After Kevin was born we decided taking care of the Lodge and two babies was a little too much for me. So we bought an Alaska Housing Authoring house. This was the first home we had ever bought.
Darnell was at 4-H Camp when statehood was granted. He said they had quite a ceremony and celebration at camp even though it wouldn't be official until January 1959.. This was an historic event in our lives.
Dad had been called as Branch President of the Palmer Branch so we knew this meant staying a little longer in Alaska. While Dad was in the Branch Presidency, first as counselor then as President, Darnell met many church authorities and had the opportunity to visit with them. Some of those were three Mission Presidents; . . . McMurrin, Douglas H. Driggs, Franklin D. Richards (later made Assistant to the Twelve.) Darnell met Adam S. Bennion who dedicated the site for the chapel, Dilworth S. Young who dedicated the chapel, Delbert L. Staply, Wm. J. Critchlow, Jr. and Harold B. Lee. Darnell also attended an organ concert by Roy M. Darly held in our Palmer chapel.
We enjoyed the house. It was small but it was great to be in our own place.
Dad was gone a lot so this meant that Darnell had to help me a lot around the house and with the babies.
The summer Darnell was eleven we made a trip home to Utah. Rozanne and Darnell were able to go to the Manti Temple to do baptisms for the dead.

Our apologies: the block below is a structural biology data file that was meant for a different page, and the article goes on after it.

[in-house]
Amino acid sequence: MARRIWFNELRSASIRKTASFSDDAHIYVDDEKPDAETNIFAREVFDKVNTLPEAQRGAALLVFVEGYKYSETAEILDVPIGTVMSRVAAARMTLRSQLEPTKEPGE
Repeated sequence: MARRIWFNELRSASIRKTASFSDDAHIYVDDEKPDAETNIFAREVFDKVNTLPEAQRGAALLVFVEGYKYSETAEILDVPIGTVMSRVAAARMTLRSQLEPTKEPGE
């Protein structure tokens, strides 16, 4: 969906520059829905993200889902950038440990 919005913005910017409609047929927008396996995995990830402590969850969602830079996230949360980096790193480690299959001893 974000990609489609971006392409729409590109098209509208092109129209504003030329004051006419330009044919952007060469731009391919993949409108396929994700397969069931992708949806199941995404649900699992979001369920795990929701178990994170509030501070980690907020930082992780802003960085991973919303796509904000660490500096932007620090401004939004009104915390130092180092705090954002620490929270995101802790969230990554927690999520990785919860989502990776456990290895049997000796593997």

On another trip home we had gone down to the St. George Temple where one of the ladies in the nursery showed some parts of the temple to Darnell and Rozanne while Ernest and I, and Grandpa and Grandma Denison were in a session.
Right after I came home from the hospital with Brent Dad had to leave on a field trip. We had a coal stoker furnace. Since I didn't quite feel up to making it down the steps to the basement, Dad had shown Darnell how to clean the clinkers out of the furnace. He would go down each day and clean them out. Since we only had two bedrooms upstairs Dad finished a bedroom in the basement for Darnell and Rozanne.
One morning I woke up very early to find the house full of smoke. I got up to check the problem. Darnell hadn't gotten all the clinkers out around the bottom of the furnace and the house was full of coal gas. The bathroom seemed to be the clearest place so I put all the kids in there, tiny baby Brent and all. Then I opened up the rest of the house to get fresh air in.